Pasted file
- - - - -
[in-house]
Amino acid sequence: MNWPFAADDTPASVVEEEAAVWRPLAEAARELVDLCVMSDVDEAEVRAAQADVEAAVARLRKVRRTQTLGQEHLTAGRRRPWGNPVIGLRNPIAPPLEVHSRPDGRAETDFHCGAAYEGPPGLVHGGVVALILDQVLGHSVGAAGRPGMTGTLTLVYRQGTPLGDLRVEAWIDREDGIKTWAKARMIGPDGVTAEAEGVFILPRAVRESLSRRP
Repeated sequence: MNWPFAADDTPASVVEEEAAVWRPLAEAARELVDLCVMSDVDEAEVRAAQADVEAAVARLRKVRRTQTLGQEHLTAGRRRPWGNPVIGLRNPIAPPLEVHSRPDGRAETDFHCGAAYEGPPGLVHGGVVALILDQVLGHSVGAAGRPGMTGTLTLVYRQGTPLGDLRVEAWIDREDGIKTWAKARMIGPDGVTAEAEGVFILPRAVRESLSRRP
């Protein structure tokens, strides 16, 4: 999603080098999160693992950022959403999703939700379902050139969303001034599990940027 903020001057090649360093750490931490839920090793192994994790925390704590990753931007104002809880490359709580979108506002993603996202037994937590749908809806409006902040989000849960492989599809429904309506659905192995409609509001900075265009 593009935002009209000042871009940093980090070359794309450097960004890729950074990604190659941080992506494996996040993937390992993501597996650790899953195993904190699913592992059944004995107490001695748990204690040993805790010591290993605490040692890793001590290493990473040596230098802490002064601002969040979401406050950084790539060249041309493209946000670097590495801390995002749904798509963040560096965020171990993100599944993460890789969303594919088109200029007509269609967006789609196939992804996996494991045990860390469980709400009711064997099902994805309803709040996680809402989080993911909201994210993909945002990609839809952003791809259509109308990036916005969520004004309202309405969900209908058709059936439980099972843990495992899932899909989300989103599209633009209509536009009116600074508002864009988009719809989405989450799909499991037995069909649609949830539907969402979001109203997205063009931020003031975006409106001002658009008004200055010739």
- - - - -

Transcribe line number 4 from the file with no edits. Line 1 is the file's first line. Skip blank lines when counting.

């Protein structure tokens, strides 16, 4: 999603080098999160693992950022959403999703939700379902050139969303001034599990940027 903020001057090649360093750490931490839920090793192994994790925390704590990753931007104002809880490359709580979108506002993603996202037994937590749908809806409006902040989000849960492989599809429904309506659905192995409609509001900075265009 593009935002009209000042871009940093980090070359794309450097960004890729950074990604190659941080992506494996996040993937390992993501597996650790899953195993904190699913592992059944004995107490001695748990204690040993805790010591290993605490040692890793001590290493990473040596230098802490002064601002969040979401406050950084790539060249041309493209946000670097590495801390995002749904798509963040560096965020171990993100599944993460890789969303594919088109200029007509269609967006789609196939992804996996494991045990860390469980709400009711064997099902994805309803709040996680809402989080993911909201994210993909945002990609839809952003791809259509109308990036916005969520004004309202309405969900209908058709059936439980099972843990495992899932899909989300989103599209633009209509536009009116600074508002864009988009719809989405989450799909499991037995069909649609949830539907969402979001109203997205063009931020003031975006409106001002658009008004200055010739």